This Article starts a conversation about reorienting voting rights doctrine toward the Fifteenth Amendment. In advancing this claim, I explore an unappreciated debate—the “Article V debate”—in the Fortieth Congress about whether nationwide black suffrage could and should be achieved through a statute, a constitutional amendment, or both. As the first significant post-ratification discussion of the Fourteenth Amendment, the Article V debate provides valuable insights about the original public understandings of the Fourteenth and Fifteenth Amendments and the distinction between civil and political rights.
The Article V debate reveals that the Radical Republicans’ initial proposal for nationwide black suffrage included both a statute and an amendment. Moderate Republicans rejected the statutory option because they believed that Congress lacked enforcement authority under the Fourteenth Amendment to impose voting qualifications on the states and that an amendment was the only politically viable option.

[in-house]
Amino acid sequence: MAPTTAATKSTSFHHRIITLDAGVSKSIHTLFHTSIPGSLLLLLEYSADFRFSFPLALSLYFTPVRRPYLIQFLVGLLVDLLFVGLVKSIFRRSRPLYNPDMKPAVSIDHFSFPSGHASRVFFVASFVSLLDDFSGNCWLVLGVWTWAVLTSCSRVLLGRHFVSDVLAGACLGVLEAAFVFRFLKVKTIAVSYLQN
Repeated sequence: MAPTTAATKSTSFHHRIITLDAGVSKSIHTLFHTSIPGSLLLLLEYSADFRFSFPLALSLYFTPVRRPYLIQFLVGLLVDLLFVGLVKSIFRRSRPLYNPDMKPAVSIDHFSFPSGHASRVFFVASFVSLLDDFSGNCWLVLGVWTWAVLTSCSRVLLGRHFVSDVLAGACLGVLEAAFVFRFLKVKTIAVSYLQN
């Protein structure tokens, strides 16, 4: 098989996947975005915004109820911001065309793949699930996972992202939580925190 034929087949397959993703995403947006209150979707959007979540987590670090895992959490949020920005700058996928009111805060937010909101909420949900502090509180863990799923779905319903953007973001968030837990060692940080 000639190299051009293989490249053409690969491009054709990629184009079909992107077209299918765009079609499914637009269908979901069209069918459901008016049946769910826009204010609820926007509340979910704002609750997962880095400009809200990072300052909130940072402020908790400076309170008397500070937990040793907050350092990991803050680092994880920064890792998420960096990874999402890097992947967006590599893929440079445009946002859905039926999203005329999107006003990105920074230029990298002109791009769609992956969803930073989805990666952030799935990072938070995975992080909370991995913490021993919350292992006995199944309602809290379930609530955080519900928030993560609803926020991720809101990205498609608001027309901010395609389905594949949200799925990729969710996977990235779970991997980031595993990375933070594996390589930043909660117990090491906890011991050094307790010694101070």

Given this historical evidence, this Article argues that the Fifteenth Amendment was a significant expansion of congressional authority to regulate voting rights in the states and that Congress’s Fifteenth Amendment enforcement authority is distinct from—and broader under current doctrine than—its Fourteenth Amendment enforcement authority. The Article V debate offers a persuasive reason for overturning Boerne’s congruence and proportionality test or, at a minimum, cabining it to the Fourteenth Amendment. Accordingly, laws enacted under Congress’s Fifteenth Amendment enforcement authority should be reviewed under Katzenbach’s rationality standard and the Voting Rights Act (VRA) would be on firmer constitutional ground.
The Superfluous Fifteenth Amendment?,
Nw. U. L. Rev.